Dow likes to clog up hornpipes!
But like I said, a lot of the hornpipes in the Irish repertoire would have been composed for clog dancing, so they sound best when they’re played in the original style. Whether that style has now become unfashionable in Ireland or not is neither here nor there. What they play now sounds pants, just musically as a tune - especially for a session - eugh. Like the Tailor’s Twist - it’s a lovely tune when played properly but I’ve heard it murdered so many times. Significantly, it’s a favourite of some of the best English players.
I don’t expect Irish players to get the phrasing right and all the proper staccato notes and stuff, but for god’s sake, they could at least make an effort to get the rhythm and ornamentation right :-)
It’s like dancing a jig to the tune of a slide. The melody’s going to sound okay but it’s gonna sound really lame to someone from Ireland who is familiar with slides - the dance and the tunes. I’m sure they would say: "um, there’s plenty of good jigs - why don’t you just play them and forget the slides".
Jack please leave me alone or I’m going to go into cardiac arrest here :-&
If over a few centuries French musicians wanted to incorporate slides into French trad music — and they choose to play it like a jig and make up their own dance to go with it — I don’t think Irish musicians would be holding a gun to their head now and demand that they play it just like like the Irish do. Are you sure you remembered your medication Dow?
If they were purist snobs like me they would tell them "c’est merde", especially if the French person played it at a session :-)
And especially if it were the case, say, that the slide dance used to be popular in the 19th century in France, but then it died a death, and modern French musicians were still trying to play the slide tunes but not paying enough heed to how they were originally meant to be played (and how they still are played in Ireland). Yes, I reckon they’d have a gun held up to their head alright.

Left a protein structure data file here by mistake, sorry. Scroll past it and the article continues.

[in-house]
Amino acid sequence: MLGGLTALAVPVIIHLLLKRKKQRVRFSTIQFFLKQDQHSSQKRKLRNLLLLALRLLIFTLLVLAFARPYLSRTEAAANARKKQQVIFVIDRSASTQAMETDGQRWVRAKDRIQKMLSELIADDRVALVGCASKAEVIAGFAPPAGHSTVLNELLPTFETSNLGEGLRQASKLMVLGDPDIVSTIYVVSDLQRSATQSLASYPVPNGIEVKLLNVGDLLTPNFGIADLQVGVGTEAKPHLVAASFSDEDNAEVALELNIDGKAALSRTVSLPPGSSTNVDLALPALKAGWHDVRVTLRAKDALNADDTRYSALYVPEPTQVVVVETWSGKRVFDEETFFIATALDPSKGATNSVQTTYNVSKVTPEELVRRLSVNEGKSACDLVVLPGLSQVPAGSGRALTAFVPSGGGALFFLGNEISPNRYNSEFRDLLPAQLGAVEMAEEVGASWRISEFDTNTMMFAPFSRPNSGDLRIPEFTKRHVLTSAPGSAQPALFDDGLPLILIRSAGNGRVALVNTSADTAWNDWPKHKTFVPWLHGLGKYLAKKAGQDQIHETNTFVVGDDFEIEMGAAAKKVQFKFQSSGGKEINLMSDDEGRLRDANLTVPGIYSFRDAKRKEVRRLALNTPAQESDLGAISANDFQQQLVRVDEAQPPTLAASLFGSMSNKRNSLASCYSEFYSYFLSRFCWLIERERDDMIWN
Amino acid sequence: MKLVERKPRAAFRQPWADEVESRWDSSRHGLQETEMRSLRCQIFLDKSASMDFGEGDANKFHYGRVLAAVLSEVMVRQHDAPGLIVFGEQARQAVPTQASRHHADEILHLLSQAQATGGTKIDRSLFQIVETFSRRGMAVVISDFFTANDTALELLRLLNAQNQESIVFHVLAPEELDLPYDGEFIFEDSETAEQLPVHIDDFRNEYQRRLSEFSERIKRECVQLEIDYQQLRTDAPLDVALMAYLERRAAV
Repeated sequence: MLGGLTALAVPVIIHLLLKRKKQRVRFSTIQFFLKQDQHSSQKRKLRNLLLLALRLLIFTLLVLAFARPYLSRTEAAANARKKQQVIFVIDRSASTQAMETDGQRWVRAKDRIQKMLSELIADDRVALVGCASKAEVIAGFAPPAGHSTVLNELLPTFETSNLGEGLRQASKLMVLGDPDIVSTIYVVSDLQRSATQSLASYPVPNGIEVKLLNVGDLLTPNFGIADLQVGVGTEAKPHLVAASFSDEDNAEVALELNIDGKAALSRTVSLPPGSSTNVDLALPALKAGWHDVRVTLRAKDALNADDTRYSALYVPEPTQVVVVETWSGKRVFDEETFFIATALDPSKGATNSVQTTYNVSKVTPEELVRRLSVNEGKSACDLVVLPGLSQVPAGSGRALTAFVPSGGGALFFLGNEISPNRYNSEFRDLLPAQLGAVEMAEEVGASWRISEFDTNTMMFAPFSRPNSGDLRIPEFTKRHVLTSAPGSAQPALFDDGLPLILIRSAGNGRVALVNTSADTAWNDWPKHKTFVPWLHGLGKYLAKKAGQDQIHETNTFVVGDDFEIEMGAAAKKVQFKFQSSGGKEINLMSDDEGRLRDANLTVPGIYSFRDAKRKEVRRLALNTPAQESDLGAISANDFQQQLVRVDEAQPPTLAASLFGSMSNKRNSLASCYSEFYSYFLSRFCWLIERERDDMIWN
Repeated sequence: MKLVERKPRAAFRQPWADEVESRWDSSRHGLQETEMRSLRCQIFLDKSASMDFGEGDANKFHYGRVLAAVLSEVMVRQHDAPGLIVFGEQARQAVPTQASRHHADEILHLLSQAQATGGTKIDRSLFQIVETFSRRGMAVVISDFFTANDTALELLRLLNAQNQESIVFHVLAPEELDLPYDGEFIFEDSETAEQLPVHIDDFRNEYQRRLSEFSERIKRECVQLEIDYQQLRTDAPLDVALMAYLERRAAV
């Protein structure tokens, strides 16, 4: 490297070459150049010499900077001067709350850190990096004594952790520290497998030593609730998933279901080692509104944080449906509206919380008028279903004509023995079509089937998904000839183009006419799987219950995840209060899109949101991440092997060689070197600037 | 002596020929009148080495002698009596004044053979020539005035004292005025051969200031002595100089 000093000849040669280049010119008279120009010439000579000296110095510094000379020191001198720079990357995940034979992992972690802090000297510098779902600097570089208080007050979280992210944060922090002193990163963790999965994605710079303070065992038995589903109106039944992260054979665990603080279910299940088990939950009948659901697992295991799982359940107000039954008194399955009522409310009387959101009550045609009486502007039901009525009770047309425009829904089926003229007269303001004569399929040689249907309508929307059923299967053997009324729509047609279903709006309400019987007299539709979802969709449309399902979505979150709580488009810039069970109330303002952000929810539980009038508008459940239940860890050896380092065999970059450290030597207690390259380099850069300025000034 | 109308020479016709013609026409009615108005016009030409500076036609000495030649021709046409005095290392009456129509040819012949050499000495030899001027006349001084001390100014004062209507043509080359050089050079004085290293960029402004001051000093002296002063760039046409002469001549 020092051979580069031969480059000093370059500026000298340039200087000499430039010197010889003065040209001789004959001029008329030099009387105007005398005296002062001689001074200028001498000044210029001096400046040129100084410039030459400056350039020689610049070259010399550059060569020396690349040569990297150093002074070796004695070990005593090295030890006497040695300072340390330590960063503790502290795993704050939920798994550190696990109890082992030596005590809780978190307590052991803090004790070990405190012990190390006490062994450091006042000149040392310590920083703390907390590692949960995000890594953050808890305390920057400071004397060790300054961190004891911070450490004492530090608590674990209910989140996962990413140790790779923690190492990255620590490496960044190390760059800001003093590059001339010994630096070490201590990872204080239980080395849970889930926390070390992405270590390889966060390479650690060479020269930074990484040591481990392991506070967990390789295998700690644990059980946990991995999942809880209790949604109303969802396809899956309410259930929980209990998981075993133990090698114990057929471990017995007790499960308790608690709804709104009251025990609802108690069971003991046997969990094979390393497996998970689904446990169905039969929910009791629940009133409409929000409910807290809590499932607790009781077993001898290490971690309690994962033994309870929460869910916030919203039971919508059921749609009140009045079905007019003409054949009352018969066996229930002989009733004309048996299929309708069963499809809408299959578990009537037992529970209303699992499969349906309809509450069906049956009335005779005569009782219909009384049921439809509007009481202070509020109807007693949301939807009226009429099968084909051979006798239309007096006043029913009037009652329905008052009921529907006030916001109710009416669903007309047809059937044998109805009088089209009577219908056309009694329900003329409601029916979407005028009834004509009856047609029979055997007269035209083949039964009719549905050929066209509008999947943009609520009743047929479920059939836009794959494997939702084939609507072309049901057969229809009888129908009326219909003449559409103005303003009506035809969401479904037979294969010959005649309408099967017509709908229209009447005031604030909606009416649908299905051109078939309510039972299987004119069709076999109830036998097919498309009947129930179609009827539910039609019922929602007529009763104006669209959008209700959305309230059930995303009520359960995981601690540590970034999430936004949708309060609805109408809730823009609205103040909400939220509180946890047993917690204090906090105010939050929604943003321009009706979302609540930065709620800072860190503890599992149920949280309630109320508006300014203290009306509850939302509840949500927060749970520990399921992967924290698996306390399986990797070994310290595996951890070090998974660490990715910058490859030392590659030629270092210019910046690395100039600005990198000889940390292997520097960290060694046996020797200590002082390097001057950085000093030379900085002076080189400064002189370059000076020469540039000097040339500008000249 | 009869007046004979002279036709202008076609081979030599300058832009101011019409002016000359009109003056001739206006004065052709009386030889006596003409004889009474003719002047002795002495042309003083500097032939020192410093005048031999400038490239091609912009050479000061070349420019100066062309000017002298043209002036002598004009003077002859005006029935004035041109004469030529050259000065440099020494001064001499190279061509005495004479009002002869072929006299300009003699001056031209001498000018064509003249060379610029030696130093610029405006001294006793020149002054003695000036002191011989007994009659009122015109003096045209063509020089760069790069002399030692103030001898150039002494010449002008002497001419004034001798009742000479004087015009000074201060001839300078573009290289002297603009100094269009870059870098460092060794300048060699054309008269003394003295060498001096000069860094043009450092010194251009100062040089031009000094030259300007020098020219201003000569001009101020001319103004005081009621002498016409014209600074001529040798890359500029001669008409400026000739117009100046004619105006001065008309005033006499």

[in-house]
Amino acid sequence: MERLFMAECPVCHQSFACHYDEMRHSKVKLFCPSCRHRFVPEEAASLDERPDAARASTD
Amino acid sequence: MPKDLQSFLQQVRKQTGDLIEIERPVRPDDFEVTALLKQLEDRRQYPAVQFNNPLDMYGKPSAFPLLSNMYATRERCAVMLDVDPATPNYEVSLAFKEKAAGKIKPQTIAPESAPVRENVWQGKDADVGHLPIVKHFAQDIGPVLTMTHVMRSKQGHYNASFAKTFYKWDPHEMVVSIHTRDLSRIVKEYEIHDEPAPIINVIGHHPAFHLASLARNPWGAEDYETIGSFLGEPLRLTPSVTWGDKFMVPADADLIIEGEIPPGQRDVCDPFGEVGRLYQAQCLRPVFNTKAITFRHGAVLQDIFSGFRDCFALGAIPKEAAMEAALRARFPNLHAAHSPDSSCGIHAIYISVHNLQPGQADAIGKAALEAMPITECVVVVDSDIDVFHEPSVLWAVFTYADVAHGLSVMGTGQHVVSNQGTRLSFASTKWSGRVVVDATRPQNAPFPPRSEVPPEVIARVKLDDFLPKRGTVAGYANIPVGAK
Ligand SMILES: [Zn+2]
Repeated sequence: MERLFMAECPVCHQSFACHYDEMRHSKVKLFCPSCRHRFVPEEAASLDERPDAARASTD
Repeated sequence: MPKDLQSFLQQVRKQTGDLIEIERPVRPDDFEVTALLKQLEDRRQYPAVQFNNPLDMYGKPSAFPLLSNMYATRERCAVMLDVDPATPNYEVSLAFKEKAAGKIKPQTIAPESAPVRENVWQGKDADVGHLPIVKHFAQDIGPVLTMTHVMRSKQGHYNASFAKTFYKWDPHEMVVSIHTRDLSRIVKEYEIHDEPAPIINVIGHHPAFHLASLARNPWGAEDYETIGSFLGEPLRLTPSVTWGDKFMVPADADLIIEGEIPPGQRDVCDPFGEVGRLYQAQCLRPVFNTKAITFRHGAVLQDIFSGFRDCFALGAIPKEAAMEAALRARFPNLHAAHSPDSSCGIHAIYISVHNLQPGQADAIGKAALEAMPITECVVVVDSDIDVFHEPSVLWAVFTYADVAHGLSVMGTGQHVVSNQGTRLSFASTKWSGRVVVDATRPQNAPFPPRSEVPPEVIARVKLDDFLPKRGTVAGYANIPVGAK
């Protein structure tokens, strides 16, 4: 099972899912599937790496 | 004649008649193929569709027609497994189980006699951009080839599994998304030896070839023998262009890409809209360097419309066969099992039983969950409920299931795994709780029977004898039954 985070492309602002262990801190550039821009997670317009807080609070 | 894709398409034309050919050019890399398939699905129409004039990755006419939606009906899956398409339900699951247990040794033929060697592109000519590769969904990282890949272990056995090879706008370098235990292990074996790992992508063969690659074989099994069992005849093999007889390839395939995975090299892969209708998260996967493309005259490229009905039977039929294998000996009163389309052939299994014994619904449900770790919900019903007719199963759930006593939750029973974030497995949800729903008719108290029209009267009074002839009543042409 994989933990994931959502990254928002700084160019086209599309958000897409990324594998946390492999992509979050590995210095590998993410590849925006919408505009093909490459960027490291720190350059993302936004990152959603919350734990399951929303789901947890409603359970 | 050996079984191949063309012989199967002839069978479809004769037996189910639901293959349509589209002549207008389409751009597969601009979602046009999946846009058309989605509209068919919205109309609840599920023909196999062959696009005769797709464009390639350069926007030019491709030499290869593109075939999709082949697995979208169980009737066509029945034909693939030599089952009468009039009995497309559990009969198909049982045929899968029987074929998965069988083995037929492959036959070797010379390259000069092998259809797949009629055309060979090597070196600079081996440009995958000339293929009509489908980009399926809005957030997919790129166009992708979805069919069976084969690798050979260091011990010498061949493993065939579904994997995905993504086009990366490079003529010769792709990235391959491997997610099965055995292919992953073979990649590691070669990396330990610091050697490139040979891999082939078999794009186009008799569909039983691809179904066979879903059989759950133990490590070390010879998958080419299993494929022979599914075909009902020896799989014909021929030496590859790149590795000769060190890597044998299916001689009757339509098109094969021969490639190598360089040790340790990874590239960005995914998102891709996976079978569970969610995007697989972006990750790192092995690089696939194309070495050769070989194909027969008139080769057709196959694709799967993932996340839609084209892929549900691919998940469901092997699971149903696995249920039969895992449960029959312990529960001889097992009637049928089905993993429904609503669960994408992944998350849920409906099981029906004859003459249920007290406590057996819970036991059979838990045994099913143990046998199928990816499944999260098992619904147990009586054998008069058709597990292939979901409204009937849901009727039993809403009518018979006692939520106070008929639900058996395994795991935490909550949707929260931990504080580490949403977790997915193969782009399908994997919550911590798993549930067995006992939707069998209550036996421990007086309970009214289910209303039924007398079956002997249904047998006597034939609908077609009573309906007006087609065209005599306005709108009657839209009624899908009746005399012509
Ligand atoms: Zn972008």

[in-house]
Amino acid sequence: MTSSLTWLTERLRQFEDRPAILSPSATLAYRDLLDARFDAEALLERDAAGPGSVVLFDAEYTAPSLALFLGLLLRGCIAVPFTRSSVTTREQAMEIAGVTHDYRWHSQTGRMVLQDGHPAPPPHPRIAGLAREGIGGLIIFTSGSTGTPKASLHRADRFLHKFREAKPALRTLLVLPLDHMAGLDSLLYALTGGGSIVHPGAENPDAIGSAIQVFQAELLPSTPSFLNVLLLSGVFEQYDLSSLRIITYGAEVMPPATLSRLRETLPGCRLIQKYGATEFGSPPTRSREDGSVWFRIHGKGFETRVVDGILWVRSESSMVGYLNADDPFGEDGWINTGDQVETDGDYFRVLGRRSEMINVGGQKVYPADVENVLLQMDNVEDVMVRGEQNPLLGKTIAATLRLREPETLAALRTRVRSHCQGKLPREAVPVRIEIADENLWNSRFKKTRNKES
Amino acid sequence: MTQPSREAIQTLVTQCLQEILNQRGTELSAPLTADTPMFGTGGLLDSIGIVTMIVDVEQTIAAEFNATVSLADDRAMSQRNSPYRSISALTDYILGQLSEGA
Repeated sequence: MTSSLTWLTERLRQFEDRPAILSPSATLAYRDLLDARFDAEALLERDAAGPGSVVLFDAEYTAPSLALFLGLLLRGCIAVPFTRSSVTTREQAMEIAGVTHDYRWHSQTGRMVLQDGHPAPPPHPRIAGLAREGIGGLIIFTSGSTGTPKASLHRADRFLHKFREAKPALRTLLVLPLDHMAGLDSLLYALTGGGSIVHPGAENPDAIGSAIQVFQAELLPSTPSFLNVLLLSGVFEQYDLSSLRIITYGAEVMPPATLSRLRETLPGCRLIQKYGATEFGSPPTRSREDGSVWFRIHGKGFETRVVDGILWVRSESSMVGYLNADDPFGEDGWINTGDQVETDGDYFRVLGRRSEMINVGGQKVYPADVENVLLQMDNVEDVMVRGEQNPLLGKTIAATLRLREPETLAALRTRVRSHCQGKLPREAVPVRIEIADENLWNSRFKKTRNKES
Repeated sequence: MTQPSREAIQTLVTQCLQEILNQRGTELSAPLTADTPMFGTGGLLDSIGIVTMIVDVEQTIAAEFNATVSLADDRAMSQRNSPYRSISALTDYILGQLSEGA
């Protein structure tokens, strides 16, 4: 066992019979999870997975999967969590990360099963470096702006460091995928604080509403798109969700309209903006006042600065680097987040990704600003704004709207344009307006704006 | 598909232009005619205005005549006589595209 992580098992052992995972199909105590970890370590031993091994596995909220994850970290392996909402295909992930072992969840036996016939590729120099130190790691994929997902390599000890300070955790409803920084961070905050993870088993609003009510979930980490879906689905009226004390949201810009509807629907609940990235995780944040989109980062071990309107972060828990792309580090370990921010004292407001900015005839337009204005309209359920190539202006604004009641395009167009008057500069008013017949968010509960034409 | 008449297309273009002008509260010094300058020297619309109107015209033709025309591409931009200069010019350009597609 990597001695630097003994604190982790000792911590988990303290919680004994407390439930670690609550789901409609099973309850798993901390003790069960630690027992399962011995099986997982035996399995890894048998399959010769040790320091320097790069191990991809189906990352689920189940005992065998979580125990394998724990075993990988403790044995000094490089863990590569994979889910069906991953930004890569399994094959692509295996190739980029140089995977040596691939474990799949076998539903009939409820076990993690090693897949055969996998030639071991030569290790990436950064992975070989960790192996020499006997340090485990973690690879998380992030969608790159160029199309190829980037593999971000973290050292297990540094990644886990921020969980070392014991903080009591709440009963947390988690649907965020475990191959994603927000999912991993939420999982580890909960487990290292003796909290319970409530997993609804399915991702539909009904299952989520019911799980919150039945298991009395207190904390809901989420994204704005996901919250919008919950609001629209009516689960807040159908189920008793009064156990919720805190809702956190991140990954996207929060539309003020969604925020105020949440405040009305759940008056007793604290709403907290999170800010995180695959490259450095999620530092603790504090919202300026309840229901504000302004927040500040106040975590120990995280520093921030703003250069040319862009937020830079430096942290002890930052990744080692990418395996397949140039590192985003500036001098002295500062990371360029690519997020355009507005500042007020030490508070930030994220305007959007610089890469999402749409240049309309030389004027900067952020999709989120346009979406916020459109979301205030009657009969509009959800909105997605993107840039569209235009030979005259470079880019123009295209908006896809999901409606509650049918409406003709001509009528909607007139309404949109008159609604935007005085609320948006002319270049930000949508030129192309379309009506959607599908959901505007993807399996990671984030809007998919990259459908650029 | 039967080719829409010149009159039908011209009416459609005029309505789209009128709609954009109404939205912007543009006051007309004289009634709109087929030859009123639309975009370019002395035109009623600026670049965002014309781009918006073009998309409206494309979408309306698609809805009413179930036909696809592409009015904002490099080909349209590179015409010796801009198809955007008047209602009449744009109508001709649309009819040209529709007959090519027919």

Yea…. those pesky French musicians… I know… call em "Freedom Slides"
LOL or what about the US-style hornpipe - the "Democracy Hornpipe"
Of course it would also be the name of a special dance where the dancers mime slaughtering other dancers with guns :-)
That would be the "Haliburton-Style Democracy Hornpipe," Dow. ;-)
FIGHT! - FIGHT! - My money’s on Dow, Jack’s ears are showing his age - - -
I knew we’d eventually hit that ‘Hornpipe’ switch in Dow’s head - battle across the waves… However, would the real test be shots at the bar and after so many throw-backs who would still be able to pull off a steady beat?
Na it’s okay, it looks like Jack’s been sensible and backed down :-D
BTW I think Jack’s ears are okay, but maybe we should give his hair a trim - I’m sure it must muffle incoming soundwaves. Who’s got some shears?
I can poke your eyes out with my beard, Dow. Bwa ha ha ha ha ha
If that’s the case maybe it’s time for a good scrub up. I’m also sure I can get ahold of some sheep sheers this coming week, since we’ll be down in the land of sheep - Cymru/Wales and visiting at least one farmer friend. I could probably get a dull pair for a tune and ship them out to anyone brave enough to take Jack on - any comers?
You’ll also need one of those battery trimmers for nose and ear hair. With what’s on his face you could have nightmares imaginining what must be in his ears…
Thanks for the concern ceolachan, but the misses minds my ear and nose hairs for me with her handy Ronco™ Pocket Trimmer wilst I’m asleep.
A brave woman I’m sure, braver than me…